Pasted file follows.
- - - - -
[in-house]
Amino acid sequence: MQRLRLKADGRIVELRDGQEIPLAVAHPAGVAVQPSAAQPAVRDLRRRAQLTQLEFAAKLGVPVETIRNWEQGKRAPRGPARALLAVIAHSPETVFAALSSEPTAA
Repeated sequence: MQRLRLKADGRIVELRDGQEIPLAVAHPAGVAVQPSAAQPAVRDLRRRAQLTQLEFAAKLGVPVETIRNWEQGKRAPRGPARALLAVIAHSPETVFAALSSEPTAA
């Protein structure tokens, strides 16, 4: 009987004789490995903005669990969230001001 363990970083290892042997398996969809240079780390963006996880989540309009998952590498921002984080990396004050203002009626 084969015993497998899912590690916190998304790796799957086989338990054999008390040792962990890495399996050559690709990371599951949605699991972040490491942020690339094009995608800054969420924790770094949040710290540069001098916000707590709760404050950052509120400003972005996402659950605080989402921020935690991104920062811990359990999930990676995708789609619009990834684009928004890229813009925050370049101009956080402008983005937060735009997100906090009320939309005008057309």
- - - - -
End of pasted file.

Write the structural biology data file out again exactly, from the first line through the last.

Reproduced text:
[in-house]
Amino acid sequence: MQRLRLKADGRIVELRDGQEIPLAVAHPAGVAVQPSAAQPAVRDLRRRAQLTQLEFAAKLGVPVETIRNWEQGKRAPRGPARALLAVIAHSPETVFAALSSEPTAA
Repeated sequence: MQRLRLKADGRIVELRDGQEIPLAVAHPAGVAVQPSAAQPAVRDLRRRAQLTQLEFAAKLGVPVETIRNWEQGKRAPRGPARALLAVIAHSPETVFAALSSEPTAA
């Protein structure tokens, strides 16, 4: 009987004789490995903005669990969230001001 363990970083290892042997398996969809240079780390963006996880989540309009998952590498921002984080990396004050203002009626 084969015993497998899912590690916190998304790796799957086989338990054999008390040792962990890495399996050559690709990371599951949605699991972040490491942020690339094009995608800054969420924790770094949040710290540069001098916000707590709760404050950052509120400003972005996402659950605080989402921020935690991104920062811990359990999930990676995708789609619009990834684009928004890229813009925050370049101009956080402008983005937060735009997100906090009320939309005008057309």